Newsrooms have long hired and promoted based on journalistic chops, and often that alone. The problem, of course, is what makes for a great reporter doesn’t necessarily make for a great boss.
In all the to-and-fro about why The New York Times fired Jill Abramson no one questioned her journalistic ability. Her management style was said to be the issue, certainly by her detractors.
As any working journalist will tell you, such gripes are far from uncommon, and with the industry under massive financial pressure and with newsroom productivity at a premium, they’re getting more common by the day
Bad bosses are a fact of life in all businesses, of course, but journalism seems to be particularly poor at developing and training managers, and there are reasons for that. For one thing, as a percentage of payroll, non-news corporations spend nearly five times as much on training as do newspapers, according to 2008 graduate research by Teresa Schmedding, who’s now president of the American Copy
Editor’s Editors Society, who wrote that “there does not appear to be a strong culture of management training at newspapers both among the managers themselves and within the corporate culture that sets the hiring practices and performance evaluations of managers.”
Another problem: personal traits that tend to foster reportorial excellence—independence, skepticism, aggressiveness, etc.—can be, shall we say, counterproductive in a boss.
Anne Doyle, a journalist-turned-management coach and the author of Powering Up! How America’s Women Achievers Become Leaders, says that newsrooms’ competitive, not-especially-collaborative cultures can contribute to the problem.
“In a big corporation, people … tend to be more interdependent,” she says in a phone interview. “For a journalist, information is power. To work in a corporate environment, someone who thinks that information is power and holds it close to the chest, is poison.”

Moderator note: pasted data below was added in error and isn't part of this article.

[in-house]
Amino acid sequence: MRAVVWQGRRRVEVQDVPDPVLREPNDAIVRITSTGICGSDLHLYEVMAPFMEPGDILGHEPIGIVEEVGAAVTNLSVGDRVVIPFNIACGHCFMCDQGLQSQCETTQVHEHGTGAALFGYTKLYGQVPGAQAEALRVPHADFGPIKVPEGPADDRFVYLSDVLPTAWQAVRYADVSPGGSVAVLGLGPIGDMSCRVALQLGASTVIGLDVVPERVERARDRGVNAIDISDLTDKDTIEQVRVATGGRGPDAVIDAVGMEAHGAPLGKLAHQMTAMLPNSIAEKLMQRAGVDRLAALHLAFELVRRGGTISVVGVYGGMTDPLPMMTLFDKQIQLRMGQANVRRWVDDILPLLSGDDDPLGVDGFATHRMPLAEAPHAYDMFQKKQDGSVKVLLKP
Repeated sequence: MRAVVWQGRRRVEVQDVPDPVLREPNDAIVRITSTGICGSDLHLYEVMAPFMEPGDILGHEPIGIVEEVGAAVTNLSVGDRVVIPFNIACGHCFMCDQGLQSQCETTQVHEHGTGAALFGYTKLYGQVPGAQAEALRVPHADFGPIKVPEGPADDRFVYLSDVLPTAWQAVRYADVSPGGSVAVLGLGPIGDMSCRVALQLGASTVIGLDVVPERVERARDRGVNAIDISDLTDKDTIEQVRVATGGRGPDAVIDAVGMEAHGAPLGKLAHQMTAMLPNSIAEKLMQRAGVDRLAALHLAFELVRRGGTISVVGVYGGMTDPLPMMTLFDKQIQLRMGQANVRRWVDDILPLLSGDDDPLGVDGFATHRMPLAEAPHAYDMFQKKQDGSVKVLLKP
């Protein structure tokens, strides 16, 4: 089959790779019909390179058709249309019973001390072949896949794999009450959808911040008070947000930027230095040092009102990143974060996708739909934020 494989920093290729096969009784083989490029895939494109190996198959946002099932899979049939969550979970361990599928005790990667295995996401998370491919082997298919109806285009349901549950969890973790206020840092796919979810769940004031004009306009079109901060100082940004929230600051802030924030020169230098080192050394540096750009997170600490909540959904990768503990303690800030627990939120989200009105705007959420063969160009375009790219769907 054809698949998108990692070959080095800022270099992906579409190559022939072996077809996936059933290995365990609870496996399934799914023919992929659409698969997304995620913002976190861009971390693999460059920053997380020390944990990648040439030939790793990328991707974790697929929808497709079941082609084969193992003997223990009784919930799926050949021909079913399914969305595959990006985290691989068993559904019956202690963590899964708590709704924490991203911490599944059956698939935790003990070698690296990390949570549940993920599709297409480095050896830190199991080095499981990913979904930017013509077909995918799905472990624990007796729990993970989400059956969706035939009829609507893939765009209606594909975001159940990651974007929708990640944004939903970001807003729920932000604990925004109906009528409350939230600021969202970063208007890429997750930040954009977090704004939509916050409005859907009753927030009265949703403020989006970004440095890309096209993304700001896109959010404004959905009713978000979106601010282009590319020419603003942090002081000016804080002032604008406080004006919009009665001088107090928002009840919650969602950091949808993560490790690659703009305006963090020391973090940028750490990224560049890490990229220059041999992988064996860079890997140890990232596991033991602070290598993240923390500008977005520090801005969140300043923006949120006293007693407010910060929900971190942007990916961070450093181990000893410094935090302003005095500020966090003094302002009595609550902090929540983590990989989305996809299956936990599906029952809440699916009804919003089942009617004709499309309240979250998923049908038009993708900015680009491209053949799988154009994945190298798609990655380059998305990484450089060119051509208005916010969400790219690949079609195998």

The issue of whether women have a harder go of it as news managers has been much debated in the wake of the Abramson firing (see, for example, this op-ed by Amanda Bennett, a former top editor at The Wall Street Journal and Bloomberg, who wrote about being unceremoniously dumped as top editor of the Philadelphia Inquirer). The Times hierarchy, led by Chairman Arthur Sulzberger, denies gender was a factor, a point Abramson’s successor, Dean Baquet, reiterated interview Friday with NPR. Baquet acknowledged having a temper, but said his serial wall-punching is limited to disputes with his supervisors. Abramson herself isn’t talking, yet.
Jill Geisler, who, as head of the Poynter Institute’s Leadership and Management programs, has read thousands of “360” reviews from news managers’ underlings, says she hasn’t seen a pattern of women being judged more harshly than men. “I don’t see a difference—no disproportionate amount of women over men being told they’re too aggressive or pushy.”
Geisler, the author of Work Happy: What Great Bosses Know, says the difficult types are usually easy to identify, regardless of gender. “If the question is, ‘What does this person do well?’ and the answer is, ‘He has a real passion for journalism,’ I always skip down to the question that asks what this person does wrong: “Eh, he can be pretty brash.”
While being abrasive may have worked in the Abe Rosenthal era, newsroom culture has changed in recent decades. The imperial boss largely has been replaced by the consensus builder, or so the literature tells us, and workers expect to be treated more civilly. Or at least the over-the-top taskmaster style is on the outs and deviations from current newsroom mores are more quickly called out.
All of which leads to a suspicion that a big reason that journalists might tend to make for bad managers is that the job is just really, really hard. Nieman Reports reported that a non-journalist management expert hired to assist assigning editors said that “in 30 years of research he had never encountered a job with such intense problem-solving demands,” adding: “The assigning editors were not surprised to hear this.”
And that was in 2006, before the bottom fell out of the news business. Managers still have to deal with all the old problems along with decimated staffs, pay cuts, and the resulting rock-bottom morale. That’s compounded by the nature of digital-age journalism and the need to take care of the legacy business while figuring out the new one.
“You’re putting out stuff 24/7, while at the same time, you’re having to deal with reporters, designers, copy editors, photographers—all of these people who are concerned with where the industry is going,” says Earnest L. Perry, an associate professor at the Missouri School of Journalism and a management consultant to newsrooms. “It’s tough to be a middle manager now. They’re getting it from both ends.”